War by Other Means

So how can the US respond to these adversaries in kind, without undermining the international order which it has maintained - at great benefit to itself - for the last seventy years? Unfortuna In the introduction to this book the authors identify the biggest challenge for the US if it is to flex more geoeconomic muscle. But I thought the book would have been much stronger if it had grappled in more detail with how the US can practice geoeconomics while remaining loyal to the principles of the liberal international order.

War By Other Means is high on concept and short on reality. While the authors spend a lot of time describing how China and Russia impact the rules-based multilateral Bretton Woods institutions, they do not specifically outline a different logic or strategy that the US could offer as a substitute.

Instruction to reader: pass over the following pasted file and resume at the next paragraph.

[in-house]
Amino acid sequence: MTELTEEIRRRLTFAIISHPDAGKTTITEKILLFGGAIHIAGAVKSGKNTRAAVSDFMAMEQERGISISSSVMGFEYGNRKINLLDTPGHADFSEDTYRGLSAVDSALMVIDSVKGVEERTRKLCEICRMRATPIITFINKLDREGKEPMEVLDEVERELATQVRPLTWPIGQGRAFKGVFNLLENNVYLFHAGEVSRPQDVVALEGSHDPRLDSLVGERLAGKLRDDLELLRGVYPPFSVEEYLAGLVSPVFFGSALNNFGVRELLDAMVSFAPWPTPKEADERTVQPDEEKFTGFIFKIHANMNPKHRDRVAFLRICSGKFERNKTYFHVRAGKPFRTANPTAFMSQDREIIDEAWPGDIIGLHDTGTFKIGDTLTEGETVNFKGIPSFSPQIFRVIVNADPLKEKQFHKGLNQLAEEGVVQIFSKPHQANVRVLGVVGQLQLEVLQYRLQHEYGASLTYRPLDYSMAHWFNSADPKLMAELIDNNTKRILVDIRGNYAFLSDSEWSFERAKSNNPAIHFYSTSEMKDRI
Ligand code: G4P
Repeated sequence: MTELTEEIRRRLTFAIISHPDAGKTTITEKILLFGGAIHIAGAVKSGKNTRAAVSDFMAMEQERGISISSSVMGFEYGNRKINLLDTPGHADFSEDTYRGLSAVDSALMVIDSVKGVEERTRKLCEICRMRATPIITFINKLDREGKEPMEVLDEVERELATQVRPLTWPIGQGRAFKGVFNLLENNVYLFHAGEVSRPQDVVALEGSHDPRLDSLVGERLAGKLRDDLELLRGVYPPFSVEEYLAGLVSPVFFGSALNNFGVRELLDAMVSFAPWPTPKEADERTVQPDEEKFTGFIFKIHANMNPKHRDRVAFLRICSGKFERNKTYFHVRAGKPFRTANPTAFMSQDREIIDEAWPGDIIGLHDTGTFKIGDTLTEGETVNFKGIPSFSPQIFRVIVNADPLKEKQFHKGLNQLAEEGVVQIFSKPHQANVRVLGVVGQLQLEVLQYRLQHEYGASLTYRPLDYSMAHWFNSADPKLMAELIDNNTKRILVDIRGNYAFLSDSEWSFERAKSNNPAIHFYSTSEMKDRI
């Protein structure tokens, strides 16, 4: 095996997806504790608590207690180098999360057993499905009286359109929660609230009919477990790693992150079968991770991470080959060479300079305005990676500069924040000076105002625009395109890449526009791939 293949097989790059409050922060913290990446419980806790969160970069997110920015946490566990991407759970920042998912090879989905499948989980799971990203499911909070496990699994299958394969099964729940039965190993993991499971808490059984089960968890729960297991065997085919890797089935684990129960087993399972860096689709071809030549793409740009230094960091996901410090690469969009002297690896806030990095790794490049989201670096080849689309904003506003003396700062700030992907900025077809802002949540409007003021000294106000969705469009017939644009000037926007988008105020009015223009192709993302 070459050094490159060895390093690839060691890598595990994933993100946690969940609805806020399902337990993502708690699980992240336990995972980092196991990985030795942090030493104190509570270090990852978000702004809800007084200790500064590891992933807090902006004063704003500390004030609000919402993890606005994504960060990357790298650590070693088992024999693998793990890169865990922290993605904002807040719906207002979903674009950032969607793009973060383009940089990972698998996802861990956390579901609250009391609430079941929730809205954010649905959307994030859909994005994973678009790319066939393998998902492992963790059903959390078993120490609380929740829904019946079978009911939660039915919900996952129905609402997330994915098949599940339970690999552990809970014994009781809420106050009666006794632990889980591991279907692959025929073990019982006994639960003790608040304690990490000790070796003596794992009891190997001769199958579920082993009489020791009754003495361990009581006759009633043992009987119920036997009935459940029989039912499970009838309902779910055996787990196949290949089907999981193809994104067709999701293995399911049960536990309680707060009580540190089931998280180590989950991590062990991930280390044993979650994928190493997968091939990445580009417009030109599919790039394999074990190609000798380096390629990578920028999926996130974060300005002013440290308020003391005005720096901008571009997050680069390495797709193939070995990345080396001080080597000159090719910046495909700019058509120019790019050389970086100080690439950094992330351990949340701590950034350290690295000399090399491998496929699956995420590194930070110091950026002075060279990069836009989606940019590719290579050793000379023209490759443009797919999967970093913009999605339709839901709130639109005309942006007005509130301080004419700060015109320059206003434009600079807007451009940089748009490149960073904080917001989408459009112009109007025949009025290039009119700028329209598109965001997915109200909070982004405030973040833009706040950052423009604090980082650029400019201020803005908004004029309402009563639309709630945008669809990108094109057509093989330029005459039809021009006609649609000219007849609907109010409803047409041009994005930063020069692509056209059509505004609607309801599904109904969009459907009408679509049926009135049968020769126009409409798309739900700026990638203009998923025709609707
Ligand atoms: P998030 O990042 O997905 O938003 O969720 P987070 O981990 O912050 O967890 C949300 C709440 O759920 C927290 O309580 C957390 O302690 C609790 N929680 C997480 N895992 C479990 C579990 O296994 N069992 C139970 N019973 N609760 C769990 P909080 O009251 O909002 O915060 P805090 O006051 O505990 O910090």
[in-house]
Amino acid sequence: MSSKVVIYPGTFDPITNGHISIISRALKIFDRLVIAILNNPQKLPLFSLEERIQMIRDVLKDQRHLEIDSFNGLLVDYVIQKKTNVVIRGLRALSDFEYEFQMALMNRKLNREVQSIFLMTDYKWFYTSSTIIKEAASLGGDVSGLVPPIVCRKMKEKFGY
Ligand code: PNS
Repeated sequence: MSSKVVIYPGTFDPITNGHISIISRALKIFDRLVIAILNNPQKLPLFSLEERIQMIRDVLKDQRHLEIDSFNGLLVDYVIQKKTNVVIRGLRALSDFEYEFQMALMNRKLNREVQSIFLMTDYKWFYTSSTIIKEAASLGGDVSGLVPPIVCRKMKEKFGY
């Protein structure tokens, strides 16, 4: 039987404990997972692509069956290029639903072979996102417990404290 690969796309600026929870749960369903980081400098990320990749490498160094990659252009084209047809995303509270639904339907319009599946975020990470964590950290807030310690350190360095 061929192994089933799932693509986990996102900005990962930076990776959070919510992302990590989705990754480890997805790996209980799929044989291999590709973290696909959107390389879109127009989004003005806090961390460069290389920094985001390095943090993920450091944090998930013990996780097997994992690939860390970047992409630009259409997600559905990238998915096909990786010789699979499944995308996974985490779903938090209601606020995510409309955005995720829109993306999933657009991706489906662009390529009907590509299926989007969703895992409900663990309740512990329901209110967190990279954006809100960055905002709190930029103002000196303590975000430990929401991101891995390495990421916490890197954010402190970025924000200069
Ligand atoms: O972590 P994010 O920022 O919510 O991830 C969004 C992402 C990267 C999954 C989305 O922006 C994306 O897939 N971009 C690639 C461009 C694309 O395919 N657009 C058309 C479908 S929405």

Book Review: ‘War by Other Means: Geoeconomics and Statecraft,’ by Robert D. Blackwill and Jennifer

Oct 01, Shawn rated it really liked it Shelves: economics , diplomacy , history , international-relations , political-science , political-theory. Blackwill outlines a pressing case for re-evaluating and updating the American foreign relations toolkit. New geopolitical realities and increasingly challenging powers such as China and Russia represent a critical threat to American national interests in Eurasia and Asia.

They, and other challengers to American global primacy, have become adept at projecting power by means other than military, primarily through geoeconomics.